TeachingBooks.net is delighted to welcome award-winning author Mariko Tamaki as our featured guest blogger.
Each month, we ask one distinguished author or illustrator to write an original post that reveals insights about their process and craft. Enjoy!
Voice in Comic Strips
by Mariko Tamaki
Photo provided by Mariko Tamaki, 2010
The incredible thing about comics, to me, is the medium’s diversity. Some people hear the word “comics” and are reminded of newsprint pages filled with superheroes. Others see shelves of manga stacked tight, while some readers are more familiar with hardbound graphic novels and nonfiction volumes. All of these formats and types of books rightly describe comics.
When we talk about comics or comic art, we’re not talking about a single style, story, or format—we’re talking about a medium that encompasses everything from Archie and Jughead to X-Men and Marjane Satrapi’s Persepolis to Bill Watterson’s Calvin and Hobbes series. Comics are a way to tell a story and a medium that offers amazing variety: action stories, horror stories, personal stories, and love stories.
Writing for comics is a very specific kind of writing. Of the actual writing only about 20 percent ends up in print. A large portion of the work is in the communication that takes place between the author and the artist. For the writer, this means focusing on and communicating about the few lines of text that will appear in the narration and dialogue.
Dialogue—more specifically, voice—is something that fascinates me. I am a consummate eavesdropper; on the subway, at work, and in shopping malls, I’m often found scribbling down little bits of what I overhear.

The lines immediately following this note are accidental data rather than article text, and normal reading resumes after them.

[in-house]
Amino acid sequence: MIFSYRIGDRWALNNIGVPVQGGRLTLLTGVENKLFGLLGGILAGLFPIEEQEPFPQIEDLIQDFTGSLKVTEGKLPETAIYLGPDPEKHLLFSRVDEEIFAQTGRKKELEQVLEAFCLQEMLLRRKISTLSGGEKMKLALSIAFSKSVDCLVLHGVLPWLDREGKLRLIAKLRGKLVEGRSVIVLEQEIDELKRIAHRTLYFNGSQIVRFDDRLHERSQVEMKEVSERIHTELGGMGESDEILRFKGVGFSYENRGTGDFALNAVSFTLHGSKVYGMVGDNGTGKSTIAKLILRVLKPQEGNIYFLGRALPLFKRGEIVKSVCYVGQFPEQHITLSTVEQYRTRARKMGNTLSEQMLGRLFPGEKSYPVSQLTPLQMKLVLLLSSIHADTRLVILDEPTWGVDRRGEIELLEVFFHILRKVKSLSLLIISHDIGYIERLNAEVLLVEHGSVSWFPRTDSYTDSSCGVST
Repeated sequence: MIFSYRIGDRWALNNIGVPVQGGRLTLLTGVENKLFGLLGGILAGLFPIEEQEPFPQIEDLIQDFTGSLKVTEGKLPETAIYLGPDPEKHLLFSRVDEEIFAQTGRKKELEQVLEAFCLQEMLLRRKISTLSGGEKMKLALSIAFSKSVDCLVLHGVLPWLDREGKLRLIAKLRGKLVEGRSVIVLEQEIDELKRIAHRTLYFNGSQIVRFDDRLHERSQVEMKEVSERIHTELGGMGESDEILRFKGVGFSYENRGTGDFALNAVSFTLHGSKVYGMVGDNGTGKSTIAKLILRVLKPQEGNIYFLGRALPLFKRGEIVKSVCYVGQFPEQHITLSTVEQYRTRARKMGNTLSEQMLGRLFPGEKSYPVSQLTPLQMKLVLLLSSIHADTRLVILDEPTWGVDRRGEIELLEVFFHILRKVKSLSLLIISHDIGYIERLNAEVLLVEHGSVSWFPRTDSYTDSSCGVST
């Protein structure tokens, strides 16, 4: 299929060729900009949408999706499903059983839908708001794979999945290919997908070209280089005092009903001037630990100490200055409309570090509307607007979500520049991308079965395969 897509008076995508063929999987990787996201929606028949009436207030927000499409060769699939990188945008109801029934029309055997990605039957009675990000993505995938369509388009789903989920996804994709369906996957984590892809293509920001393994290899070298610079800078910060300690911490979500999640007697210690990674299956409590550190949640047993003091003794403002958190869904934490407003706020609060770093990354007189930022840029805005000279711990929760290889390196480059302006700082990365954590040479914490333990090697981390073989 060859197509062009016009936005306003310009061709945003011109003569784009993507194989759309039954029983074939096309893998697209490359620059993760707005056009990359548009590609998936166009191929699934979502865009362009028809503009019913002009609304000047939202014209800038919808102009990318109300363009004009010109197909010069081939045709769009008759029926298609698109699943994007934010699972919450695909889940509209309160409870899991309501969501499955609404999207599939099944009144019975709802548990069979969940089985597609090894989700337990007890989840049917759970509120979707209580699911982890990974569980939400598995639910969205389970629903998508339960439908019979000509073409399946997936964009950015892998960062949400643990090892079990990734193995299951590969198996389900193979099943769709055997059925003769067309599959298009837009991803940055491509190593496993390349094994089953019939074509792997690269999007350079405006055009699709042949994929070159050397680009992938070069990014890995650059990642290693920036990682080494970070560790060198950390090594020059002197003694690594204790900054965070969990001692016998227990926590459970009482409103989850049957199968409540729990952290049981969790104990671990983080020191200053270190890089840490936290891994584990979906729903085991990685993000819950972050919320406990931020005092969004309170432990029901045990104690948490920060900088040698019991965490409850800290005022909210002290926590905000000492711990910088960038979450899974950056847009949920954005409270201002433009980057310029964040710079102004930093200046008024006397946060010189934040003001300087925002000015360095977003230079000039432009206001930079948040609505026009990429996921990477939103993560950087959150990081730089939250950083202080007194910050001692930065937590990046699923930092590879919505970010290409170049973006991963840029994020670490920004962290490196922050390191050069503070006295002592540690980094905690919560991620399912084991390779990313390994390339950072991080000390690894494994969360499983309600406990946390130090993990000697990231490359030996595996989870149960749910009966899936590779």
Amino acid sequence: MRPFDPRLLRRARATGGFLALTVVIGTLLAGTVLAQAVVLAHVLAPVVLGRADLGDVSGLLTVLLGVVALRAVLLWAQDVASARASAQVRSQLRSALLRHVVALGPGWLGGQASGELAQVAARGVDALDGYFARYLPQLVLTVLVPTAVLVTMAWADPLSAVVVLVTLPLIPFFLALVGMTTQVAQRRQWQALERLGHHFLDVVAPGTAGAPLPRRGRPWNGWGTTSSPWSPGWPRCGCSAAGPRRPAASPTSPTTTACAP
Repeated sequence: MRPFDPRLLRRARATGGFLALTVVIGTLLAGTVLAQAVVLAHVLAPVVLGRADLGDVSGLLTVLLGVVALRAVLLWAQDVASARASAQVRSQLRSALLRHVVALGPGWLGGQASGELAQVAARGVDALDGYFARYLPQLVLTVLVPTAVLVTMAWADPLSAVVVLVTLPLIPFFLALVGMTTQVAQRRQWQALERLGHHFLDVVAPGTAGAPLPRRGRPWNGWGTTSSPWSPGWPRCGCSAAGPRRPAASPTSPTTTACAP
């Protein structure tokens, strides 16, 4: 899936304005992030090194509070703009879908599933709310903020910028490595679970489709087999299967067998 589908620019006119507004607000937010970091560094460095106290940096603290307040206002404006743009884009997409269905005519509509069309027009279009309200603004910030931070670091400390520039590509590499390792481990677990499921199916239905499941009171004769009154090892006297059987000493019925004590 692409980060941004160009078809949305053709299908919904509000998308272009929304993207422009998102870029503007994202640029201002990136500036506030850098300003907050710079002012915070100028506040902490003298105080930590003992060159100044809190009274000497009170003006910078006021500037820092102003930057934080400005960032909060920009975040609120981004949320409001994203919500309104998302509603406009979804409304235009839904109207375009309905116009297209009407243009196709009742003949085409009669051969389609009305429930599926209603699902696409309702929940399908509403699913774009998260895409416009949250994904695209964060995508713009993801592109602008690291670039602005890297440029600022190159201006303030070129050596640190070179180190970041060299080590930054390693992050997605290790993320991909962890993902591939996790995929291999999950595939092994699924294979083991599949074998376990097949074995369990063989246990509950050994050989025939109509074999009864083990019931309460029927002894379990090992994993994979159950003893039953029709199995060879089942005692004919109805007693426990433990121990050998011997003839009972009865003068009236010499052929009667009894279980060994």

Voice has always been a key element of my storytelling. It’s a writer’s tool for constructing a story that is more show than tell. How a character says something is as important as what they say—sometimes it’s even more important.
A character’s voice is a complex instrument, textured and distinct, affected both by what a person wants others to hear and by the voices that they’ve grown up around. Voice is cultural, generational, and situational, but it’s not restricted to any of those things.
Working in comics, I often find a character’s voice develops as the character takes shape both in my head (in the writing and research process) and on the page in the illustrations. I love seeing the initial sketches. Often the illustrator will pose a character in a way that will trigger in me a sense of what it would be like to have a conversation with that person. Additionally, the illustrator’s drawings add to the dialogue, creating spaces within and between conversations—moments where saying nothing suggests as much as saying everything.
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